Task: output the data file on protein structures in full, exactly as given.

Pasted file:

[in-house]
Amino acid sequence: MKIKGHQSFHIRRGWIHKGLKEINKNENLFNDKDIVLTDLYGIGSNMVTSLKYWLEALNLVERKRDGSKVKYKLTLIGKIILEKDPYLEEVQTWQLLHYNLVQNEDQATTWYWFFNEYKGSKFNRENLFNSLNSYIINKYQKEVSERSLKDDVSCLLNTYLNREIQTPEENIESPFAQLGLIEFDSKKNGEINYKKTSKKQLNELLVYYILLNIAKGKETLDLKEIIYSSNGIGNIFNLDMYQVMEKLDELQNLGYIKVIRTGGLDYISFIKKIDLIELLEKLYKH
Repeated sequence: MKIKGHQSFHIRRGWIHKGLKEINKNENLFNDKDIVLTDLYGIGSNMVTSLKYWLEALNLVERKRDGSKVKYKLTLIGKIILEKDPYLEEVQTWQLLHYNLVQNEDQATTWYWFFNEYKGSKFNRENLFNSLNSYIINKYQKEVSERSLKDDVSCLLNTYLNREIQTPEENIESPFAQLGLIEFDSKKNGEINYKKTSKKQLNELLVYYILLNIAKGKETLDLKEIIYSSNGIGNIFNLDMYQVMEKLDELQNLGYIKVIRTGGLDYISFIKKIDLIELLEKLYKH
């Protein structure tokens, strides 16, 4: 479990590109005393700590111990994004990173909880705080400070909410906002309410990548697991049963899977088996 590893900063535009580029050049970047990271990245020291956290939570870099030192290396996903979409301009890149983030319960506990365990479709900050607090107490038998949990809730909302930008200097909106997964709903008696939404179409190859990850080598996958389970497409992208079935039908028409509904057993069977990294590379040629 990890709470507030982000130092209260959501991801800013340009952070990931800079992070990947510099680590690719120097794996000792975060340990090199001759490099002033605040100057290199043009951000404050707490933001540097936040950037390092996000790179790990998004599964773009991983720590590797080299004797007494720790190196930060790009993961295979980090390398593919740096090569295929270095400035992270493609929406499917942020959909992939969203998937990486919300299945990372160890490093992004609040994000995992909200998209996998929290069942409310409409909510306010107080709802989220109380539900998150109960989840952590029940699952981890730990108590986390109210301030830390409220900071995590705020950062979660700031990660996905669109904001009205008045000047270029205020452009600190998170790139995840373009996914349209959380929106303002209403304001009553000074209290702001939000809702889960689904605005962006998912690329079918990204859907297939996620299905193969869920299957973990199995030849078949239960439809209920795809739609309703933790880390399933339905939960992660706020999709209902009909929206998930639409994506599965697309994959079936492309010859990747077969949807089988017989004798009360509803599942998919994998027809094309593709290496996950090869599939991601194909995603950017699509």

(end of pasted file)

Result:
[in-house]
Amino acid sequence: MKIKGHQSFHIRRGWIHKGLKEINKNENLFNDKDIVLTDLYGIGSNMVTSLKYWLEALNLVERKRDGSKVKYKLTLIGKIILEKDPYLEEVQTWQLLHYNLVQNEDQATTWYWFFNEYKGSKFNRENLFNSLNSYIINKYQKEVSERSLKDDVSCLLNTYLNREIQTPEENIESPFAQLGLIEFDSKKNGEINYKKTSKKQLNELLVYYILLNIAKGKETLDLKEIIYSSNGIGNIFNLDMYQVMEKLDELQNLGYIKVIRTGGLDYISFIKKIDLIELLEKLYKH
Repeated sequence: MKIKGHQSFHIRRGWIHKGLKEINKNENLFNDKDIVLTDLYGIGSNMVTSLKYWLEALNLVERKRDGSKVKYKLTLIGKIILEKDPYLEEVQTWQLLHYNLVQNEDQATTWYWFFNEYKGSKFNRENLFNSLNSYIINKYQKEVSERSLKDDVSCLLNTYLNREIQTPEENIESPFAQLGLIEFDSKKNGEINYKKTSKKQLNELLVYYILLNIAKGKETLDLKEIIYSSNGIGNIFNLDMYQVMEKLDELQNLGYIKVIRTGGLDYISFIKKIDLIELLEKLYKH
């Protein structure tokens, strides 16, 4: 479990590109005393700590111990994004990173909880705080400070909410906002309410990548697991049963899977088996 590893900063535009580029050049970047990271990245020291956290939570870099030192290396996903979409301009890149983030319960506990365990479709900050607090107490038998949990809730909302930008200097909106997964709903008696939404179409190859990850080598996958389970497409992208079935039908028409509904057993069977990294590379040629 990890709470507030982000130092209260959501991801800013340009952070990931800079992070990947510099680590690719120097794996000792975060340990090199001759490099002033605040100057290199043009951000404050707490933001540097936040950037390092996000790179790990998004599964773009991983720590590797080299004797007494720790190196930060790009993961295979980090390398593919740096090569295929270095400035992270493609929406499917942020959909992939969203998937990486919300299945990372160890490093992004609040994000995992909200998209996998929290069942409310409409909510306010107080709802989220109380539900998150109960989840952590029940699952981890730990108590986390109210301030830390409220900071995590705020950062979660700031990660996905669109904001009205008045000047270029205020452009600190998170790139995840373009996914349209959380929106303002209403304001009553000074209290702001939000809702889960689904605005962006998912690329079918990204859907297939996620299905193969869920299957973990199995030849078949239960439809209920795809739609309703933790880390399933339905939960992660706020999709209902009909929206998930639409994506599965697309994959079936492309010859990747077969949807089988017989004798009360509803599942998919994998027809094309593709290496996950090869599939991601194909995603950017699509």